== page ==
• Strategies
  • Draw a Picture or Diagram
  • Look for a Pattern
  • Guess and Check (Estimate)
  • Act it Out (Using Manipulatives)
  • Simplify the Problem
  • Eliminate Possibilities
  • Make a Table/List
  • Work Backwards

Plan/Work (use the back if more room is necessary)

Picture/Diagram/Table/Rule/Graph/ Thinking Map

Final Answer (use a complete sentence)

Check your answer. Is it reasonable?

Plan/Work (use the back if more room is necessary)

slide13

8.1B

What is the question asking me to do?

What data do I have?

(What data is not necessary and/or What data do I need?)

  • Strategies
  • Draw a Picture or Diagram
  • Look for a Pattern
  • Guess and Check (Estimate)
  • Act it Out (Using Manipulatives)
  • Simplify the Problem
  • Eliminate Possibilities
  • Make a Table/List
  • Work Backwards

Plan/Work (use the back if more room is necessary)

Picture/Diagram/Table/Rule/Graph/ Thinking Map

Final Answer (use a complete sentence)

Check your answer. Is it reasonable?

Picture/Diagram/Table/Rule/Graph/ Thinking Map

problem solving
Problem Solving

“the most helpful strategy that students can use to help them understand how to solve a problem is the use of drawing pictures to represent the quantities and their relationships”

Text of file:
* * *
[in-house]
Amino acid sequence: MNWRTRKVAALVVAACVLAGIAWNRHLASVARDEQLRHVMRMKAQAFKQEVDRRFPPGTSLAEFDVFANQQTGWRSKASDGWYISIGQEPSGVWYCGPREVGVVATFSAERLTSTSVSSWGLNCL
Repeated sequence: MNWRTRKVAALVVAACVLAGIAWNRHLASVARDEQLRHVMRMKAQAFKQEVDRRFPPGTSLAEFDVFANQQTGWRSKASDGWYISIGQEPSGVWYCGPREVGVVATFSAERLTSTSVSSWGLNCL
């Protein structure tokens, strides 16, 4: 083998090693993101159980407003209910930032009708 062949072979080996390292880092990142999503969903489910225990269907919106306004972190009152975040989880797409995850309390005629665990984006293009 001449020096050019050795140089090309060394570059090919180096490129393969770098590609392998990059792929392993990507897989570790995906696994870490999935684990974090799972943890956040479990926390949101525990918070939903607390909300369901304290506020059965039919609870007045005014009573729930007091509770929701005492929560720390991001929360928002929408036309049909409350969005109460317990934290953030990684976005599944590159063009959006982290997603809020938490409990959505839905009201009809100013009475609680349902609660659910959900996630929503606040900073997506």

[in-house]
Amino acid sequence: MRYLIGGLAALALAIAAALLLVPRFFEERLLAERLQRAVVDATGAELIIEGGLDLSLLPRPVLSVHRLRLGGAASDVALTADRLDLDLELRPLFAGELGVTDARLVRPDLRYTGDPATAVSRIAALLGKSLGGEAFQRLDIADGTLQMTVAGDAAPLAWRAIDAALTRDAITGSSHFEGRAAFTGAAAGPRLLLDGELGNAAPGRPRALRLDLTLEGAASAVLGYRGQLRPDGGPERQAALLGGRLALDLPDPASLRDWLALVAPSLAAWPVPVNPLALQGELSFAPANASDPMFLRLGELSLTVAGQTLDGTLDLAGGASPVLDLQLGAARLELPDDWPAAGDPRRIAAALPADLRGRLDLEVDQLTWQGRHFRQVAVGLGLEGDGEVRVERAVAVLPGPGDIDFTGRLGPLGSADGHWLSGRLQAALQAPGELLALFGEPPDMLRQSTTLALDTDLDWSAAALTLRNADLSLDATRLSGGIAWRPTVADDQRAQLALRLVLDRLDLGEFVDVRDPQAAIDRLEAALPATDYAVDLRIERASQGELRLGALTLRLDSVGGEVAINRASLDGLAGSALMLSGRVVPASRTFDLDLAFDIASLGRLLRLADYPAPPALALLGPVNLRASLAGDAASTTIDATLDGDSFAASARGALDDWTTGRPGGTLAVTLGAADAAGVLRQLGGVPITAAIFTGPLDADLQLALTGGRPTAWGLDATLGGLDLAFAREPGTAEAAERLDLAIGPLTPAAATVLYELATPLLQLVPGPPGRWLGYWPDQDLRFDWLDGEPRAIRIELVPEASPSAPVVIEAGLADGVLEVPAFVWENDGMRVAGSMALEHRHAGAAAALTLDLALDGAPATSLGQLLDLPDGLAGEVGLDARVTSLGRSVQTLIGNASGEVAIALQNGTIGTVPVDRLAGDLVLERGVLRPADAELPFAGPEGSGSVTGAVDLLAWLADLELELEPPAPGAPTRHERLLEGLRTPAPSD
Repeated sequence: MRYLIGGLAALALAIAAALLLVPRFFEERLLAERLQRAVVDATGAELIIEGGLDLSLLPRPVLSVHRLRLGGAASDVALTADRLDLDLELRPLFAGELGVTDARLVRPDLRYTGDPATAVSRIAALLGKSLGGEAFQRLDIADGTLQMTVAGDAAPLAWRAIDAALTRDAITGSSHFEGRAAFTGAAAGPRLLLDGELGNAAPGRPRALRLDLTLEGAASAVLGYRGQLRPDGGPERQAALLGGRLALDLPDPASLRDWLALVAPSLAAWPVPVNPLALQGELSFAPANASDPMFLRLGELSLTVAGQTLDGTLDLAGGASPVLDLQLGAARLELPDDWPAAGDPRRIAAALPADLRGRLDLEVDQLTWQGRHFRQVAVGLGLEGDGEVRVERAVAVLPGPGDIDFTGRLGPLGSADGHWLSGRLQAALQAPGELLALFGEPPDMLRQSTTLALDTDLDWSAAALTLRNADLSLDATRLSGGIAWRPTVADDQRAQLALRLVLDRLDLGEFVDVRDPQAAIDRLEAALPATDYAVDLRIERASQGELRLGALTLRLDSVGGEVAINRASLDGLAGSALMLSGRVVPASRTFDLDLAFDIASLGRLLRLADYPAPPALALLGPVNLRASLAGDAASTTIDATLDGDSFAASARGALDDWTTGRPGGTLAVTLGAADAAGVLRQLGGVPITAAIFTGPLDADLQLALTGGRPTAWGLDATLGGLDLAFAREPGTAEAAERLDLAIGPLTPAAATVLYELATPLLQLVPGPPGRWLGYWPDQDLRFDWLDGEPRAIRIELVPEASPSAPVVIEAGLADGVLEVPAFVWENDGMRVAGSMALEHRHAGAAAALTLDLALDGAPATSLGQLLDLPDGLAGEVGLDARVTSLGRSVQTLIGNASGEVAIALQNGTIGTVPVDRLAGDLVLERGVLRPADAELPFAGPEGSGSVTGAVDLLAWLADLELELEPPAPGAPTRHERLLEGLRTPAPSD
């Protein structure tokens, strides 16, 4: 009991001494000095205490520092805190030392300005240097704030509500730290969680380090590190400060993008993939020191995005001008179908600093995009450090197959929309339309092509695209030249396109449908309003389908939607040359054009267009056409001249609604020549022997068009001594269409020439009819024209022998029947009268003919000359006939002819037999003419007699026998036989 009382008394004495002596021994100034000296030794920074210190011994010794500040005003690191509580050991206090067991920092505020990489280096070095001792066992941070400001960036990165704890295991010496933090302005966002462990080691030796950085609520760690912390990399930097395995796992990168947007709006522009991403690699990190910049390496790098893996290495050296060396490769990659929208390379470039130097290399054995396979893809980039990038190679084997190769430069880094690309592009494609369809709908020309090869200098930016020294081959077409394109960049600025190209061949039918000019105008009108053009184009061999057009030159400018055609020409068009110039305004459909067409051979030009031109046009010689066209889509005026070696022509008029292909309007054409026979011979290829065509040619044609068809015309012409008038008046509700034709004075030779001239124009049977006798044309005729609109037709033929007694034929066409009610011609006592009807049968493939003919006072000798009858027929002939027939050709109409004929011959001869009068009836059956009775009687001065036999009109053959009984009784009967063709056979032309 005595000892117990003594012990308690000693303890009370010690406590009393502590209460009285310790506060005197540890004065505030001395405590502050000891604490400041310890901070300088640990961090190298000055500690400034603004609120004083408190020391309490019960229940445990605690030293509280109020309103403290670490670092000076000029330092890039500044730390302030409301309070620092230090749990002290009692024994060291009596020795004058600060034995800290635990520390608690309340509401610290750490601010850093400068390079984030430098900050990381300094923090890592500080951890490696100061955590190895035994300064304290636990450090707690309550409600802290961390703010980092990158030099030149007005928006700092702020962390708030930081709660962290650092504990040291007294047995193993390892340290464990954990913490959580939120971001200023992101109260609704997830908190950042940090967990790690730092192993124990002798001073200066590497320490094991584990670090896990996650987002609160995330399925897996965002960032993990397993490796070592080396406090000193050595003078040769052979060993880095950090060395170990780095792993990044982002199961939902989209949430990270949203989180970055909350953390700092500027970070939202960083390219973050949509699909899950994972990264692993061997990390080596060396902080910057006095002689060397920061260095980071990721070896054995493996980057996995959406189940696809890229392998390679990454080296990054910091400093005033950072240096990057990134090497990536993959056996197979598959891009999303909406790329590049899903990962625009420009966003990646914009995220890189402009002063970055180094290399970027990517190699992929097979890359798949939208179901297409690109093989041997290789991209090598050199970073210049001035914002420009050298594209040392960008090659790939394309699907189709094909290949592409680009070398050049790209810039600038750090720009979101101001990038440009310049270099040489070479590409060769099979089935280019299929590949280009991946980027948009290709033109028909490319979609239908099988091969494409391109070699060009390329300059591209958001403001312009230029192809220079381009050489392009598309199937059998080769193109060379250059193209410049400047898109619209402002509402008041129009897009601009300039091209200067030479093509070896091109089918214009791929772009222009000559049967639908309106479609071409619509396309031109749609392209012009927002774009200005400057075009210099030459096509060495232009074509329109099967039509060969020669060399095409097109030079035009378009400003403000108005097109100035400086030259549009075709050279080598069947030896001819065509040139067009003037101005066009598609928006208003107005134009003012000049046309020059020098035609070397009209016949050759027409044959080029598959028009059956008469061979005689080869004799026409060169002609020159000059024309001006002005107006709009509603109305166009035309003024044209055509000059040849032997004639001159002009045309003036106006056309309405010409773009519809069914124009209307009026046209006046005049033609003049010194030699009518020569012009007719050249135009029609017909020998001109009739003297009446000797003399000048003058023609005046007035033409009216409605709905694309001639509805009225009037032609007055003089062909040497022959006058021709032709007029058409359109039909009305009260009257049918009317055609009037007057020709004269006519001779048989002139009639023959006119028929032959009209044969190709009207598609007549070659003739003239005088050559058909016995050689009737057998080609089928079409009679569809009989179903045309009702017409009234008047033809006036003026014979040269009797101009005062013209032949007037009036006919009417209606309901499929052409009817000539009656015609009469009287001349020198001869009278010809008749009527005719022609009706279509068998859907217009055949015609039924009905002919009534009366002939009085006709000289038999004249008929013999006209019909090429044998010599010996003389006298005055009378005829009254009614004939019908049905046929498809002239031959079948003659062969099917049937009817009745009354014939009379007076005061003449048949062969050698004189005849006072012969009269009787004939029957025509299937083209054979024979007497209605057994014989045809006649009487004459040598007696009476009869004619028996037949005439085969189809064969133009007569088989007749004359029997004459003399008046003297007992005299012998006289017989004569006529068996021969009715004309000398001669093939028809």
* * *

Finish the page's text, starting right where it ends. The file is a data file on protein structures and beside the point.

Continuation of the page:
Dr. Randy Charles, 2007

slide15

8.1B

What is the question asking me to do?

What data do I have?

(What data is not necessary and/or What data do I need?)

  • Strategies
  • Draw a Picture or Diagram
  • Look for a Pattern
  • Guess and Check (Estimate)
  • Act it Out (Using Manipulatives)
  • Simplify the Problem
  • Eliminate Possibilities
  • Make a Table/List
  • Work Backwards

Plan/Work (use the back if more room is necessary)

Picture/Diagram/Table/Rule/Graph/ Thinking Map

Final Answer (use a complete sentence)

Check your answer. Is it reasonable?

Final Answer (use a complete sentence)

slide16

8.1B

What is the question asking me to do?

What data do I have?

(What data is not necessary and/or What data do I need?)

  • Strategies
  • Draw a Picture or Diagram
  • Look for a Pattern
  • Guess and Check (Estimate)
  • Act it Out (Using Manipulatives)
  • Simplify the Problem
  • Eliminate Possibilities